Physics 3750: Quantum Physics I
3750 Quantum Physics I introduces the foundational techniques that are required to understand the physics of atoms and molecules. Beginning with the wave-particle duality of nature, the wave function and the time-independent Schrodinger equation, techniques to calculate wave functions and macroscopic observables in simple one-dimensional models are covered. The three-dimensional hydrogen atom, the simplest real-life system that allows for a quantitative quantum description, is then examined in detail.
CO: Mathematics 2000. PHYS 3220 is recommended.
PR: PHYS 2750 (or 2056 or CHEM 2302), Mathematics 2000. PHYS 3220 is recommended.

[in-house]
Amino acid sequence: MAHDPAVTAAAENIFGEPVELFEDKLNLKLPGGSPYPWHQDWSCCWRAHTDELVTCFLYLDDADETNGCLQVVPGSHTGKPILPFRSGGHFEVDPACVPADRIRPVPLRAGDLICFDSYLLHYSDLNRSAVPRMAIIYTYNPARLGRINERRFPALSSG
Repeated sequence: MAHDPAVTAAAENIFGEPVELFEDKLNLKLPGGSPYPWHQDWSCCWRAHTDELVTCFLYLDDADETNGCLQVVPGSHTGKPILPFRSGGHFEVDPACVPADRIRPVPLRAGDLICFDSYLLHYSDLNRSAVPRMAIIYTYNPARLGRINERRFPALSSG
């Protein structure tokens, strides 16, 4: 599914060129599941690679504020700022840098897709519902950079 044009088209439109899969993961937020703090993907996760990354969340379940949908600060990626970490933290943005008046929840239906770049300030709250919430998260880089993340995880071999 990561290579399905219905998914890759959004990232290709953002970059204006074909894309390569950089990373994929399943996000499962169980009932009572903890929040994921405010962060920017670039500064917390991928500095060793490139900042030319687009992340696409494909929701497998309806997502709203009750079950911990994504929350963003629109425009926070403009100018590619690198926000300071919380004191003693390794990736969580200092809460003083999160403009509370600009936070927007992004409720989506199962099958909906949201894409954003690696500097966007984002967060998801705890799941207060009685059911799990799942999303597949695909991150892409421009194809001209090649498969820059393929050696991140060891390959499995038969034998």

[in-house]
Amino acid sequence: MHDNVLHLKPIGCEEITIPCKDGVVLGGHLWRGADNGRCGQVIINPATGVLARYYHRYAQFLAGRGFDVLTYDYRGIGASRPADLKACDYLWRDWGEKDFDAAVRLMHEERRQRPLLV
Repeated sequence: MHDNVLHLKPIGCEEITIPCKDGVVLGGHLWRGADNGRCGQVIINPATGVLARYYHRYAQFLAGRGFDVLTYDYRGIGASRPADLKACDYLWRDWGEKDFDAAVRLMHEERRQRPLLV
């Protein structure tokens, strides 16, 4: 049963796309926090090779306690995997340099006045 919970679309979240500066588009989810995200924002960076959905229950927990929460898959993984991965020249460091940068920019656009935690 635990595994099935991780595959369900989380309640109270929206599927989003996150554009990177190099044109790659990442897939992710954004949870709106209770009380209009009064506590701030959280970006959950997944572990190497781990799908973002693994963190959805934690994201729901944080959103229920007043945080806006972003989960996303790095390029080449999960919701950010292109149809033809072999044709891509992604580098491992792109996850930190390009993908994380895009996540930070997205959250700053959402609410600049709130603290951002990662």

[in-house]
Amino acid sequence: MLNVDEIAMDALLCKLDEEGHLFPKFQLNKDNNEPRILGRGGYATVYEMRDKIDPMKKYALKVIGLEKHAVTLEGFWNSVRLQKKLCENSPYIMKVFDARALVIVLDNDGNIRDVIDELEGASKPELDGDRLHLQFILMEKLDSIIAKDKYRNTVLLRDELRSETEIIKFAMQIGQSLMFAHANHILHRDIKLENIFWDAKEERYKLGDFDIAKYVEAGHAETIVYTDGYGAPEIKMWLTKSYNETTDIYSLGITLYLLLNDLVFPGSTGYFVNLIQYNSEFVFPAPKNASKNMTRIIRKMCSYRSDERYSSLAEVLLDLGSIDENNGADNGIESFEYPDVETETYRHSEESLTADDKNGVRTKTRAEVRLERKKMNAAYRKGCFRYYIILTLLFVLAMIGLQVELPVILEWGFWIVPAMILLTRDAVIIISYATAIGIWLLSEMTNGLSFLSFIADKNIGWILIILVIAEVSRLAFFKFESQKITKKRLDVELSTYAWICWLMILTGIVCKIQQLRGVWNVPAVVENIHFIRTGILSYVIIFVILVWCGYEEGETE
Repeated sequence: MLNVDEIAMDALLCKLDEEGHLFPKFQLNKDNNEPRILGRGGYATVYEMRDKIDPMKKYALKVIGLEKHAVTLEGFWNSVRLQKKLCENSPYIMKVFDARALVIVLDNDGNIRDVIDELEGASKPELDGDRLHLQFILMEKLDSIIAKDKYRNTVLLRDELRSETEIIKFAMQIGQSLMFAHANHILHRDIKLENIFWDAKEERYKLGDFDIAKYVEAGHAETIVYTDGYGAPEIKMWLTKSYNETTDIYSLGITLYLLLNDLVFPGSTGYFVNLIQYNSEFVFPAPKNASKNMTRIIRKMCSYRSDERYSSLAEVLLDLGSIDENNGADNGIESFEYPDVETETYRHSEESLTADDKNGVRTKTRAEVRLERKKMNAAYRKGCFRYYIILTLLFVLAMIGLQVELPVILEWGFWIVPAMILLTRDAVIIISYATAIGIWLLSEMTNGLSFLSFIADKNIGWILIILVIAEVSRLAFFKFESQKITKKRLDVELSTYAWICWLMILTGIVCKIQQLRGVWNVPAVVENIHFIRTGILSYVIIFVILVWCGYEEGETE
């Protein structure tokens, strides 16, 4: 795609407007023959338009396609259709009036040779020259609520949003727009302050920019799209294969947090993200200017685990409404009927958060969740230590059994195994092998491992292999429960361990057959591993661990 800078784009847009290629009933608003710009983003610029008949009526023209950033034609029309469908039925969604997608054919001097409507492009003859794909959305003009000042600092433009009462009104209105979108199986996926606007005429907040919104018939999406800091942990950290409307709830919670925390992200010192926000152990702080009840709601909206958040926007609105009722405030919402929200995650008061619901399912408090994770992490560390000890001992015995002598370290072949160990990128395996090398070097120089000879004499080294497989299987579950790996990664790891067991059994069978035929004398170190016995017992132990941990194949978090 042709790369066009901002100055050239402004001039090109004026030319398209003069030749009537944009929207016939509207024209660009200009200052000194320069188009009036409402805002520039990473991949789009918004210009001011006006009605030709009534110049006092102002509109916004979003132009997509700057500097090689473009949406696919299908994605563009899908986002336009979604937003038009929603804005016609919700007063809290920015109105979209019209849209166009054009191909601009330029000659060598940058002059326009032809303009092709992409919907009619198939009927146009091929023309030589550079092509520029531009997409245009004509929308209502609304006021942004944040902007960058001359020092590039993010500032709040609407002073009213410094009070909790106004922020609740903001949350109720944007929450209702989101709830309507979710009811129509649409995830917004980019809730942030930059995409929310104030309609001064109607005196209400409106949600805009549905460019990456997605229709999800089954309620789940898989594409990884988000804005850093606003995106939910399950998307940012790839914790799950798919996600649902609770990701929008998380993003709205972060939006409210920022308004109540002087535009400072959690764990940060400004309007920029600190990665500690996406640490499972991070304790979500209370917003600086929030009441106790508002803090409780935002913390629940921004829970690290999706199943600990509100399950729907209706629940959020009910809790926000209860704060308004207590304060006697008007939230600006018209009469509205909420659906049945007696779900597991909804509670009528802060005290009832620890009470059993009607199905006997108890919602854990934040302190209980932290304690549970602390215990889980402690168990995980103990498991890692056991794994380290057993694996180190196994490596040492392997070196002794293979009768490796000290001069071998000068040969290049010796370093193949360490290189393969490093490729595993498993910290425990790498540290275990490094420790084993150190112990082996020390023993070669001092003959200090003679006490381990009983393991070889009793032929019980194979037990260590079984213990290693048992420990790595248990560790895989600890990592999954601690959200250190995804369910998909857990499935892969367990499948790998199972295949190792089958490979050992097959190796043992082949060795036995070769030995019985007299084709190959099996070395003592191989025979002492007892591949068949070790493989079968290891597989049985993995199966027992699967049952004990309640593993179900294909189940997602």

One of the most important developments in twentieth-century physics was the discovery of quantum physics. The "quantum" in quantum physics relates to the discreteness in the energy levels of atoms, which was discovered in early optical spectroscopy experiments. In this course, we will introduce the wave function, the de Broglie wavelength, the Uncertainty Principle, and the time-independent and time-dependent Schrodinger's equation. Then we will learn techniques to calculate the wave function, the probability density and macroscopic observables for particles in simple one-dimensional potentials: the infinite and finite potential well, the harmonic oscillator, the free particle and the delta function potential. Within this simplified context, we will perform calculations of the transmission coefficients, and see the phenomenon of quantum tunneling. Then, after some attention to the formal structure which will introduce operators and commutation relations and the uncertainty principle, we will embark on a problem of great importance: the energy levels of the hydrogen atom, which allows one finally connect our study of quantum theory to the experiments that sparked the discovery of quantum physics. More advanced topics are then covered, either in class lectures, or via guided student term projects.